The Concept for Development of Ukraine’s Gas Production Industry by 2020, which was approved by the government in September 2016, predicts that natural gas production should increase to 27 billion cubic metres within four years, compared to the current 20 billion cubic metres. Are these plans feasible?
Let me just lay out a few facts: Ukraine is among Europe’s top-three countries as far as natural gas reserves are concerned. However, the extraction rate is significantly lower than the world average and amounts to a mere two per cent, which indicates a poor technological development of the industry. At the same time, the government assumes that by 2020, investments in the industry will exceed $5.5 billion. Exactly how new private capital and modern technologies will be attracted to the industry remains unclear.
According to Deloitte, the tax burden on natural gas production in Ukraine is more than twice as high as the average European rates (almost 30 per cent as opposed to the average of 12 per cent in the Old Continent). The current multi-rates tax system is absolutely incomprehensible to investors, especially foreign ones, and this leaves a huge gap to be exploited for non-transparent double standards.
In addition, the legislative system is overcrowded and does not have a single decision-making centre. The turnaround time for the whole process, from receiving a permit for subsoil use to the legal setting up of the tract of land under the drilled well, is over around three and half years. It also requires the receipt of numerous permits in the domains of various authorities. The lack of a transparent and competitive environment facilitates corruption. This results in slow dynamics for industry development and a lack of foreign investors.
This means that if it maintains the current tax regime, Ukraine will ultimately lose the competition for international investments. At the same time, the main driving force for growth in natural gas production growth should be an increase in investments from internal and external sources, the drilling of new wells on brown- and green-fields and the attraction of modern technologies. The first milestone in the trust-based relationship between Ukraine and the investors, both domestic and international will be the implementation of an encouraging royalty.
In December 2016, the government and the parliament decided to support the natural gas production industry by implementing a motivating flat rate royalty of 12 per cent on natural gas produced from wells, which started drilling after January 1, 2017. However, this arrangement does not include joint venture agreements. The implementation of this initiative will attract over $1 billion of new investments in the industry. Those investments will facilitate a 35 per cent growth of production by 2020, which will result in UAH 14 billion in taxes and approximately16, 000 new jobs.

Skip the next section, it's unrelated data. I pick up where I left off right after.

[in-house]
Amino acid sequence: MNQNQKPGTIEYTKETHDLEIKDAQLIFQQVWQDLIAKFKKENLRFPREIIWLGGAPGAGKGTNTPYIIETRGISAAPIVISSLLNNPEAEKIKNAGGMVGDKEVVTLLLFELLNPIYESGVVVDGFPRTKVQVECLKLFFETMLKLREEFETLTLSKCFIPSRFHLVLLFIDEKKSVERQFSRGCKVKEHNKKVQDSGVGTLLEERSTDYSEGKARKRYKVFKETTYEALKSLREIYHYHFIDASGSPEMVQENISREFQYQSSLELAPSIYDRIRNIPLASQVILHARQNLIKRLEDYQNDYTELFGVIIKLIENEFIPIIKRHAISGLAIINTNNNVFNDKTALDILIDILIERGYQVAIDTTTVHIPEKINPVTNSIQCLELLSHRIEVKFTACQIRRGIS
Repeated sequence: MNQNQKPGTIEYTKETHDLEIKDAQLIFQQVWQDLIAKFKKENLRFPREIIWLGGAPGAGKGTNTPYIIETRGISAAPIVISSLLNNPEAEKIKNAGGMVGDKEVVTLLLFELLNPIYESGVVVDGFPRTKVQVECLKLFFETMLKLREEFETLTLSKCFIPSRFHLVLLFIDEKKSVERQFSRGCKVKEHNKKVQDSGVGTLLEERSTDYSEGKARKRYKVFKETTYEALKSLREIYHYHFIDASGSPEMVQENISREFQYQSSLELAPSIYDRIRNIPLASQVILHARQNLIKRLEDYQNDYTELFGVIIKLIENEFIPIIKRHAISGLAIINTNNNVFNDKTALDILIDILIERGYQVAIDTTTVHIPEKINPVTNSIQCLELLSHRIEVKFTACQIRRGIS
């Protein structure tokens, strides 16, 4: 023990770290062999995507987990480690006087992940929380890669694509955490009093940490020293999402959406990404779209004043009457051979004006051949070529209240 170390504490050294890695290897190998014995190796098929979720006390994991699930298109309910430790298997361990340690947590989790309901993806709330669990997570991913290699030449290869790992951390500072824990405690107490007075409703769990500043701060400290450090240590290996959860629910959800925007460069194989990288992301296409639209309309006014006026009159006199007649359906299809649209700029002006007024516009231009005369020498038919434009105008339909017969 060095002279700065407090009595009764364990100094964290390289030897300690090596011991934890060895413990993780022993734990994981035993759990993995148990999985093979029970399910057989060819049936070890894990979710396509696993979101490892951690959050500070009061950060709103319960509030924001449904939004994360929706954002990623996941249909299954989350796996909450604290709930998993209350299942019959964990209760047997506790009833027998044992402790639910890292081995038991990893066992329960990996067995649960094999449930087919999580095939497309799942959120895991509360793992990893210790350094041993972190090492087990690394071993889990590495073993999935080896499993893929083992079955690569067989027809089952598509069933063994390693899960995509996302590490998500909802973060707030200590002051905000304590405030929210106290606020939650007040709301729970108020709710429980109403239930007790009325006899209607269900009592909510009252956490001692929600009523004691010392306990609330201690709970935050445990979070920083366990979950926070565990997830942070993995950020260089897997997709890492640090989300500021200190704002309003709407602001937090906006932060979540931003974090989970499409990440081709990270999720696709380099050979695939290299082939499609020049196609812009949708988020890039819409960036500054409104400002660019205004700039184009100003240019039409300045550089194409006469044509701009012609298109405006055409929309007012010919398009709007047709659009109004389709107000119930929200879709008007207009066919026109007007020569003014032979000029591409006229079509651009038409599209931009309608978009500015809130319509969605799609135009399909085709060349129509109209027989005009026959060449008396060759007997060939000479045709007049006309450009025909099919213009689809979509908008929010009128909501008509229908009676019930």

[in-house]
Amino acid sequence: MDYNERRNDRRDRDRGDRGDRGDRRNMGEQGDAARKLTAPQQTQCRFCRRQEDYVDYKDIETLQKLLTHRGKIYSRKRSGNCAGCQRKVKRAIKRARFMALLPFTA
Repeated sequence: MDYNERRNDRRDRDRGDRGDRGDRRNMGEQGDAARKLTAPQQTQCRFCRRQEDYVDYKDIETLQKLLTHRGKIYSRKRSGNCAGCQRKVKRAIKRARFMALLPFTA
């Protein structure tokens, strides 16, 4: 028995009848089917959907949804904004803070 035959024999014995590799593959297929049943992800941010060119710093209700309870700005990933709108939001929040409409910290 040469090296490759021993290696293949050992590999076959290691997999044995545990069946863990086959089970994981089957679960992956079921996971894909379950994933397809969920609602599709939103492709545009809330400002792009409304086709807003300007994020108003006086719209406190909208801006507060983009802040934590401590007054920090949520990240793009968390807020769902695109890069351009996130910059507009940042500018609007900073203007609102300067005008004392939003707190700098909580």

The year 2016 results show that the gas production in Ukraine has risen by 0.5 per cent and the dynamics of commercial upstream companies have been steadily falling for two years in a row. This is not strange. Both internal and external market conditions are extremely unfavourable for the investor.
So, what is the scenario for Ukraine’s gas production development in 2017? UkrGasVydobuvannya, which is the country’s biggest hope, and for the benefit of which the Government has started the necessary reforms, has declared that it plans to increase its production by 500 million cubic metres – to 15.1 billion cubic metres.
For private upstream companies, low natural gas prices will continue to negatively affect the commercial attractiveness of production. With the current fiscal regime and the existing regulatory obstacles, projects with even a slight risk factor will be discarded. Thus, there is a high probability that the independent gas production sector will enter a period of stagnation, in 2017. Regarding new investors, Ukraine has really big problems with them. It is worth mentioning that not a single international company has entered the upstream industry and, conversely, several of them have left.
What’s next? It is important to urgently develop an effective tool for achieving the goals that are outlined in the government’s Concept Plan. In order to do this, it is necessary that the government make decisive moves aimed at attracting larger investments. It is also important that new foreign upstream companies arrive in the market, which will be capable of attracting capital and the necessary qualifications, combined with advanced technologies.
Without the assistance from the government, the president and the parliament, the noisily communicated plans for implementing the key points of the Concept will remain on the paper.
The views expressed in this opinion editorial are the author’s own and do not necessarily reflect Emerging Europe’s editorial policy.